On my current 1st gen iPad, I really thought I was getting somewhere when I bought the wireless keyboard in addition to the USB and SD card adapters, but I was always irritated that there was no file system. I was hoping that the iPad was going to be close to ripping an LCD screen off a MacBook and turning it into a keyboard-less computer with touch capabilities. But no, you just get iOS.
Anyway, as for the iPad 2 itself, I loved it. I don’t own one and I don’t foresee myself getting one, but I have played with a friend’s and have used it many times in the store. The thing you’ll notice first about it is how light it is. Granted, the first iPad wasn’t heavy, but you can instantly feel the difference. This is important for those of you that plan on carrying this thing around everywhere. It actually weighs less than a 3-ring binder (depending on how much paper you have in it).
Pros and Cons
- Lightweight and small…very portable
- Touch screen is as fluid as iPhone
- Built-in 3G service (AT&T only)
- Available for both AT&T and Verizon
- 10-hour battery
- Dual cameras
- Dual-core A5 processor
- iOS software – not a real OS compared to a MacBook
- Somewhat bulky
- No USB
- No SD card slot
One other complaint I have is that the new Smart Covers from Apple, which are awesome, only cover the front of the iPad leaving the back to potentially get scratched.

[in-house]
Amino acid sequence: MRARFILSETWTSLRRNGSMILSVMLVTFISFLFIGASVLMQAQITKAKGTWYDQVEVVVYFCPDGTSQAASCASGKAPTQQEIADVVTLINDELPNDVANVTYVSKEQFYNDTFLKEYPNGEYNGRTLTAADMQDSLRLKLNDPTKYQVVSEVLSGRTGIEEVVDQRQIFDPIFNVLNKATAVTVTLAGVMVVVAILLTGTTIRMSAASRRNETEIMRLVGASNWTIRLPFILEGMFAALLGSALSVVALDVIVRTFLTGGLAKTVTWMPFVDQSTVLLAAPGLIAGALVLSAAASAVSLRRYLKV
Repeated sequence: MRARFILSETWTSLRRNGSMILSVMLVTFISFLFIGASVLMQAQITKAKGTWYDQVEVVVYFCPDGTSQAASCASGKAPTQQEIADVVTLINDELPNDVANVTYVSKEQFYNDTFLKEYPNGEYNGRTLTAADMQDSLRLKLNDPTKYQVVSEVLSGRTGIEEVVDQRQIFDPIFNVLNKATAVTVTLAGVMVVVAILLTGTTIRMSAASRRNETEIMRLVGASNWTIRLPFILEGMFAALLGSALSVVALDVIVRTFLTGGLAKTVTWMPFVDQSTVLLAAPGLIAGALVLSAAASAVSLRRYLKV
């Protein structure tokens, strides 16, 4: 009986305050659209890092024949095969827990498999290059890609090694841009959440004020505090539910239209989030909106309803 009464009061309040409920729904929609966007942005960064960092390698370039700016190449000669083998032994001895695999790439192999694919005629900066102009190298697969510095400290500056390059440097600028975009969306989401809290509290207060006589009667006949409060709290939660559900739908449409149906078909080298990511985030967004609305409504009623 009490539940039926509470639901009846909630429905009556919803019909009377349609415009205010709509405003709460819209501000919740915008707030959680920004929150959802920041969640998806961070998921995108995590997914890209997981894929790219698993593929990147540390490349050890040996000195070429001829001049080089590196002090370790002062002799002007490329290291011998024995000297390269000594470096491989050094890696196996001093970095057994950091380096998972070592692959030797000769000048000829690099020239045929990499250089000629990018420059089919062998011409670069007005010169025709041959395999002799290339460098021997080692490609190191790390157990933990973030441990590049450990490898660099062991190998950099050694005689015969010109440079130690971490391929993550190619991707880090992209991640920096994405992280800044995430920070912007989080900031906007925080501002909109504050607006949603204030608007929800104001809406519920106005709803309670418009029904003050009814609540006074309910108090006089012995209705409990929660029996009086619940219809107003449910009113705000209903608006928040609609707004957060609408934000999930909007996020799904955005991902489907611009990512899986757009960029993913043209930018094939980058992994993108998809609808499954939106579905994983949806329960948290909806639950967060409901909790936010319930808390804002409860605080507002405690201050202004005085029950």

My MacBook is so old now, it came out when you could actually get a MacBook and a MacBook Pro in the aluminum design! Today, they are all Pros and the regular MacBook has been resigned to the old plastic design. The MacBook Pros today have a fairly different set of features than before, so I’m thinking of trading up. Here are some of the specs:
- LED backlit screens with option antiglare widescreen technology
- Thunderbolt port – up to 10Gbps for digital video output
- Up to 750Gb hard drive (SATA) or up to 512Gb (SSD)
- Up to 8Gb DDR3 memory
- Faster dual-core processors (2.7GHz max)
- New Quad-core (on 15-inch and up – 2.2 GHz max)
These computers are beefy! You can view the full comparison between MacBook Pros on Apple.com.